Use this URL to cite or link to this record in EThOS: http://ethos.bl.uk/OrderDetails.do?uin=uk.bl.ethos.575005
Title: Visualising venereal disease in London c.1780-1860
Author: Palfreyman, Harriet
Awarding Body: University of Warwick
Current Institution: University of Warwick
Date of Award: 2012
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Abstract:
This thesis explores the various roles that visual representations played in the theoretical understanding of, and practical approaches to, venereal disease in London’s medical marketplace from around 1780 to 1860. Venereal disease was understood in a variety of ways, and conceptualised within a number of different medical disciplines, such as pathology and dermatology. The analytic lens of visual representation allows the historian to explore the complexities of these understandings. This thesis therefore contributes to the literature on the historicising of disease. The period under discussion was one of enormous change in medical theory, practice and disciplinary organisation. Disease was being conceptualised as something physical within the body, meaning images of the disease took on new meanings. Furthermore, these representations played an important role in medical education of the period, as well as in the legitimisation of new disciplines. Within these new theoretical paradigms and institutional spaces, various new meanings were created for the visual representations, and their creators and users had to employ various strategies to limit their meaning and control their interpretations. This thesis utilises a variety of visual and material representations – atlas illustrations, wax moulages, paintings, casts, models and pathological preparations – to see how meaning was negotiated for these visual representations. Venereal disease is a particularly complex case, as it was considered difficult to depict, therefore debates and disagreements over how it was to be visualised reveal much about how the disease was conceptualised. Through five chapters, the thesis explores how these representations functioned within different spaces in London’s medical marketplace, such as public museums, private schools, hospitals and university medical departments.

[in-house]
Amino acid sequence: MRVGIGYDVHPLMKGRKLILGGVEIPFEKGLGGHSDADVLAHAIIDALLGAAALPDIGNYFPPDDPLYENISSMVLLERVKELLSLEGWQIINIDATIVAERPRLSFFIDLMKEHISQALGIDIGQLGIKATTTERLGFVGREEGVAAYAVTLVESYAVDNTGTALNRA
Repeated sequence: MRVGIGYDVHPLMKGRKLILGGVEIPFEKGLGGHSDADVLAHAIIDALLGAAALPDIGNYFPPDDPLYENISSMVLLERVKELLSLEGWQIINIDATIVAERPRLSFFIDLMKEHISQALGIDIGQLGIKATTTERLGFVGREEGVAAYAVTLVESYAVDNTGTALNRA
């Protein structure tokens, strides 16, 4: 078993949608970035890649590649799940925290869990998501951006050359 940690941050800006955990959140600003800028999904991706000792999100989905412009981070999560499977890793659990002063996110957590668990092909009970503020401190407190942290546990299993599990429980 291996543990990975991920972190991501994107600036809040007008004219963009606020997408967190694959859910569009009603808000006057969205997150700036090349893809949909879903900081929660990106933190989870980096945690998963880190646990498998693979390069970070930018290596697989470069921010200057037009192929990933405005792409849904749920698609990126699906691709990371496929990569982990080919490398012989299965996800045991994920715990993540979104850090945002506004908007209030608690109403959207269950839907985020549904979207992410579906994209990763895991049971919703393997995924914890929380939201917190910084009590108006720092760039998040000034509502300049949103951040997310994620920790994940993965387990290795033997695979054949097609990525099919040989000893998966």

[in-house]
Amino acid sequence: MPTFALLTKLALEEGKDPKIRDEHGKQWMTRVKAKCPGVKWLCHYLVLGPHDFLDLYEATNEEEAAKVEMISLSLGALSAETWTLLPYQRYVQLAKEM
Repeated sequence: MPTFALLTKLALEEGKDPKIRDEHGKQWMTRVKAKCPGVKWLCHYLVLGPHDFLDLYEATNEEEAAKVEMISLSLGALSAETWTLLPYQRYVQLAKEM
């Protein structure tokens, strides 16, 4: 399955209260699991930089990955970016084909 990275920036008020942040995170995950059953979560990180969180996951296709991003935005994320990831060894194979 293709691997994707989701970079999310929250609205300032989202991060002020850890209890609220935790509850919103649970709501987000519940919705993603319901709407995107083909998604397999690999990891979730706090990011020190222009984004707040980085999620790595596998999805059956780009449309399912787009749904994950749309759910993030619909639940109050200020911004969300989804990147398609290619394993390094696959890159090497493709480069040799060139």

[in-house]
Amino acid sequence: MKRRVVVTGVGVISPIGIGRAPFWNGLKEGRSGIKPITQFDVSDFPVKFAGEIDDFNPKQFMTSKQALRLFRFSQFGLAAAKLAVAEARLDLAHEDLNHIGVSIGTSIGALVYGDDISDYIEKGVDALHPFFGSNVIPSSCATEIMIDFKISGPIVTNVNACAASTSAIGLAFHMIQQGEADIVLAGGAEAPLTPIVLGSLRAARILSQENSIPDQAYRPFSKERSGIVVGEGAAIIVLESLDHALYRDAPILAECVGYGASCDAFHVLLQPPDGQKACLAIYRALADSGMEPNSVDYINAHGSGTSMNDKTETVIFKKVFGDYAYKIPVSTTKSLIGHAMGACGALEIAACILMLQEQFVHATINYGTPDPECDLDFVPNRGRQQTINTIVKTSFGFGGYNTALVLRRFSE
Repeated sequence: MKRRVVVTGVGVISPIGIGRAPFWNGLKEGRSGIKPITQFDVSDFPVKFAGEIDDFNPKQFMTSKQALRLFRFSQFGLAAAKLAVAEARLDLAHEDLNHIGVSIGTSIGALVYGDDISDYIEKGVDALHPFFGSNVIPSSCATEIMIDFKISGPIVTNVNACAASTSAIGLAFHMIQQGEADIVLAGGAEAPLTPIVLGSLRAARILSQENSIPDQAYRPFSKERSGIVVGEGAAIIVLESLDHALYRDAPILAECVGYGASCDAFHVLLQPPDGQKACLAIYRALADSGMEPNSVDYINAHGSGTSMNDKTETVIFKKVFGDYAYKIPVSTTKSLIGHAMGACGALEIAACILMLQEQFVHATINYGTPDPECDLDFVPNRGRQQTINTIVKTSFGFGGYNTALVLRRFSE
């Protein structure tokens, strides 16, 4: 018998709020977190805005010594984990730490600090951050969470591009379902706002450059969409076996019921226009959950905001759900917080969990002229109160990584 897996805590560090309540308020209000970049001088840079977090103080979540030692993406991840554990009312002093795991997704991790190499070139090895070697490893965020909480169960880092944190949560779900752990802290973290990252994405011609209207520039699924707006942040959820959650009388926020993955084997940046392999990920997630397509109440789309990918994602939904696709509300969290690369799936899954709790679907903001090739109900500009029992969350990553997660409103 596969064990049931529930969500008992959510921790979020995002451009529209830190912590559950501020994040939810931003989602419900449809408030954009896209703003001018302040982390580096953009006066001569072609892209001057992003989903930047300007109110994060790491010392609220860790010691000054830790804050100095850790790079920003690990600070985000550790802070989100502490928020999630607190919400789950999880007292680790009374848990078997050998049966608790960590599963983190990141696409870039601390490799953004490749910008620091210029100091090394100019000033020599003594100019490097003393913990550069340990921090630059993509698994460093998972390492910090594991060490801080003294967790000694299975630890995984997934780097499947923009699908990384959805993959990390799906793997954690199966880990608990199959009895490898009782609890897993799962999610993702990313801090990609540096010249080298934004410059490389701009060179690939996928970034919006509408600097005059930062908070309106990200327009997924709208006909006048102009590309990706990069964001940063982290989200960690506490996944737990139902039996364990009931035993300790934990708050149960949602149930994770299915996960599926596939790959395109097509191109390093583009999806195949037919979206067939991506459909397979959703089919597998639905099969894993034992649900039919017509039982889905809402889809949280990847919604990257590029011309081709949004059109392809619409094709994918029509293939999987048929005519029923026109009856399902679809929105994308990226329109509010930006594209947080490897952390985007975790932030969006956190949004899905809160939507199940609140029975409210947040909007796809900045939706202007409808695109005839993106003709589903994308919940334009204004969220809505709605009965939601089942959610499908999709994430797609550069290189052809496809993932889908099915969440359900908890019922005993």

Supervisor: Not available Sponsor: Wellcome Trust
Qualification Name: Thesis (Ph.D.) Qualification Level: Doctoral
EThOS ID: uk.bl.ethos.575005  DOI: Not available
Keywords: DA Great Britain ; RA Public aspects of medicine
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